Ad tech breathed a collective sigh of relief when Google delayed its decision to phase out third-party cookies on Chrome until late 2023. With recent research from IAB Europe revealing 40% of businesses are not fully prepared for the change, this extended period of grace gives small businesses much needed time to explore, test and understand the solutions available.

While much will change in the next two years, small businesses need to use this time wisely to prepare for the new advertising environment. But the industry must also address concerns around data parity and consumer trust in advertising to ensure all parties – not just the large players – prosper in the future.

A growing data imbalance

With a dizzying array of solutions emerging to address the demise of third-party cookies, an innovation fog has descended on the industry. The result? Brands and publishers – both large and small – are unclear how to navigate all the options available, the benefits they offer, and determine what approach they should take.

One thing, however, is clear. As the industry seeks solutions to fill the void, first-party data will be critical.

This puts the walled gardens, such as Facebook, Google, Apple and Amazon at a distinct advantage. With their vast pools of authenticated user data, they have access to first-party data at scale to power their suite of advertising services. Uncertainty around which solutions to choose, coupled with the scale walled gardens offer and how familiar companies are working with them, only strengthen their position, at least in the short term.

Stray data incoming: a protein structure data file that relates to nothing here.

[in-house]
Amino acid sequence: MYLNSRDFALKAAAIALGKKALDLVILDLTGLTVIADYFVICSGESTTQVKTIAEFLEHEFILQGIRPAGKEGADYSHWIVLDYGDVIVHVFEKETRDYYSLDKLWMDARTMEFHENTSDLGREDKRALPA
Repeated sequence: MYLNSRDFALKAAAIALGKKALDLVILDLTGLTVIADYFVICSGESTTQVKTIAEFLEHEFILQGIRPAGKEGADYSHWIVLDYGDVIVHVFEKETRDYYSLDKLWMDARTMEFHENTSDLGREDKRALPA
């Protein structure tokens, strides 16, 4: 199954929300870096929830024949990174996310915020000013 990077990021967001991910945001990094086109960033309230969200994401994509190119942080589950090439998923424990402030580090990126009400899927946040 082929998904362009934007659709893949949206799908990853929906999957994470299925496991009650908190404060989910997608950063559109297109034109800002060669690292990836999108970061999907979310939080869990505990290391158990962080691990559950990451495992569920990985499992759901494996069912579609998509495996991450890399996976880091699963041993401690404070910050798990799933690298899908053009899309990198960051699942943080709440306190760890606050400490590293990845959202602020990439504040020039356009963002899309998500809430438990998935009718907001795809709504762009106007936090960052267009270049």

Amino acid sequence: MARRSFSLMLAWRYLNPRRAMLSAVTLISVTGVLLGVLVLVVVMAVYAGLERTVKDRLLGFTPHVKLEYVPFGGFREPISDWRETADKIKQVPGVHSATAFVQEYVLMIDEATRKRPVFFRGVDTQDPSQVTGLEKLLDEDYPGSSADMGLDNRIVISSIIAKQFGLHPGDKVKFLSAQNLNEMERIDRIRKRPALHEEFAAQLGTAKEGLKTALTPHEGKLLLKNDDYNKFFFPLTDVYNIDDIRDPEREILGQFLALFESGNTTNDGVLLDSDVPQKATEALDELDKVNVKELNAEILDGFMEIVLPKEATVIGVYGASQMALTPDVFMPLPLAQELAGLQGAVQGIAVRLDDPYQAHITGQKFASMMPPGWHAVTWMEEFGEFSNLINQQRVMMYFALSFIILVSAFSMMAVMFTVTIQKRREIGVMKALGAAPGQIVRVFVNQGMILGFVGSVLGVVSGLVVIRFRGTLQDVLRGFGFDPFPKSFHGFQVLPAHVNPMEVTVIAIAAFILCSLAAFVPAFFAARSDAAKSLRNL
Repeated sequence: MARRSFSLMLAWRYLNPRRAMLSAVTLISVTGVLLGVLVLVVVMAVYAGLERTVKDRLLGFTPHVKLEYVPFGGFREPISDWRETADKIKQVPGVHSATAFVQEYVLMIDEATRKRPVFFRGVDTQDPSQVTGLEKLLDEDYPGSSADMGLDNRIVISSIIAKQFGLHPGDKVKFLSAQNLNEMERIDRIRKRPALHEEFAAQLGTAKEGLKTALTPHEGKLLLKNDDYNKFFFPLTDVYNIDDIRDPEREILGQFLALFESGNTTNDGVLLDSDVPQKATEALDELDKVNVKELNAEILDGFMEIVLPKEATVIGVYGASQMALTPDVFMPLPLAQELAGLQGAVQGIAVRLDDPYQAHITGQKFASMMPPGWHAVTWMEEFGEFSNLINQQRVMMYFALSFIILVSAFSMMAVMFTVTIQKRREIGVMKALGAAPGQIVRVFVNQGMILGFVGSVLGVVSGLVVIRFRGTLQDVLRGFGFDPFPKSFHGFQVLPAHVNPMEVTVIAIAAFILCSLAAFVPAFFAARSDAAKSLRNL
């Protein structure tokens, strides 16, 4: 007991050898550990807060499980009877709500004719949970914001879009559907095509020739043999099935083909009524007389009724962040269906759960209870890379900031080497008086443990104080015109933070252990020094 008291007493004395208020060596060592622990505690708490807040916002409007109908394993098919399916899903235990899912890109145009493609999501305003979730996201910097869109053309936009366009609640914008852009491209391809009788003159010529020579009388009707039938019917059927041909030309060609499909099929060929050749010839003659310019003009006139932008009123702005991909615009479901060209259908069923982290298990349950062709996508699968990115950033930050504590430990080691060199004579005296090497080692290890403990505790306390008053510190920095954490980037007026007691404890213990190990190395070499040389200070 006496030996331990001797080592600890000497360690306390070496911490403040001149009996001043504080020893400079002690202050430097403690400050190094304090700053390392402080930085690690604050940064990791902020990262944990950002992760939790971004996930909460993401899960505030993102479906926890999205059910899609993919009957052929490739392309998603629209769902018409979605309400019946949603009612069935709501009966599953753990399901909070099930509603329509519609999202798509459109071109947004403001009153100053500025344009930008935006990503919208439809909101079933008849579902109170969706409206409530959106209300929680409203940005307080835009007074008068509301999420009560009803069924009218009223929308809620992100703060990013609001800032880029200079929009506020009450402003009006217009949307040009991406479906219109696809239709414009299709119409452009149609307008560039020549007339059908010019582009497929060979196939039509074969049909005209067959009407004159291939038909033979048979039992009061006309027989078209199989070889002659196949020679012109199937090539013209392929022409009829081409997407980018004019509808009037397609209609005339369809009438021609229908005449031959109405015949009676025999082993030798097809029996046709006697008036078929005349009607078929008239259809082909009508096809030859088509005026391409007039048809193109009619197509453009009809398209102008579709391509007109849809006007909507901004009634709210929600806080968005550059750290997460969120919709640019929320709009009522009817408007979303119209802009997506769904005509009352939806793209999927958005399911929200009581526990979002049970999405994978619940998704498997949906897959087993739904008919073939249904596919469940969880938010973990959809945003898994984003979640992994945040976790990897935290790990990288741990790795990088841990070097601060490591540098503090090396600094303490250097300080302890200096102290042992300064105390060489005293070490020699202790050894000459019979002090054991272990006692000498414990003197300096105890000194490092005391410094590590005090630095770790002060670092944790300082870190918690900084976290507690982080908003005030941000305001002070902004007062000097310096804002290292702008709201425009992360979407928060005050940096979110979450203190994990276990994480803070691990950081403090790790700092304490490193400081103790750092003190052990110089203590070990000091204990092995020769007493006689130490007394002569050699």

Added to this is the fact that there is no dominant identity solution, forcing brands, agencies and publishers to balance multiple solutions to be effective. Once again, the large platforms benefit from this lack of consolidation.

With first-party data increasingly critical to delivering success in a third-party cookieless world, a greater imbalance between data-rich and data-poor businesses is opening up. And with company size often determining data wealth, it’s the larger players who hold the advantage.

Opportunities for smaller businesses

Google’s announcement has highlighted two key facts – how reliant the industry is on Google and how unsure it is of Google’s Federated Learning of Cohorts (FLoC) alternative and the other options in the market. While FLoC doesn’t allow the targeting of individuals, a company’s first-party data can help identify correlations between cohorts and its customers. This can be used to inform its marketing. Again, this favours larger businesses that are rich in first-party data, leaving smaller firms at a disadvantage.

An alternative (and an area where many solutions have been brought to market) is identity. Developed to support marketers in a third-party cookieless world, these identity frameworks include The Trade Desk’s Unified ID 2.0 and ID5’s Universal ID. And though we haven’t yet seen consolidation, leading to the emergence of two or three dominant solutions, this is the very point at which smaller companies should be testing them. The more smaller businesses can learn about which solutions work for them and fit within their existing tech stack, the better.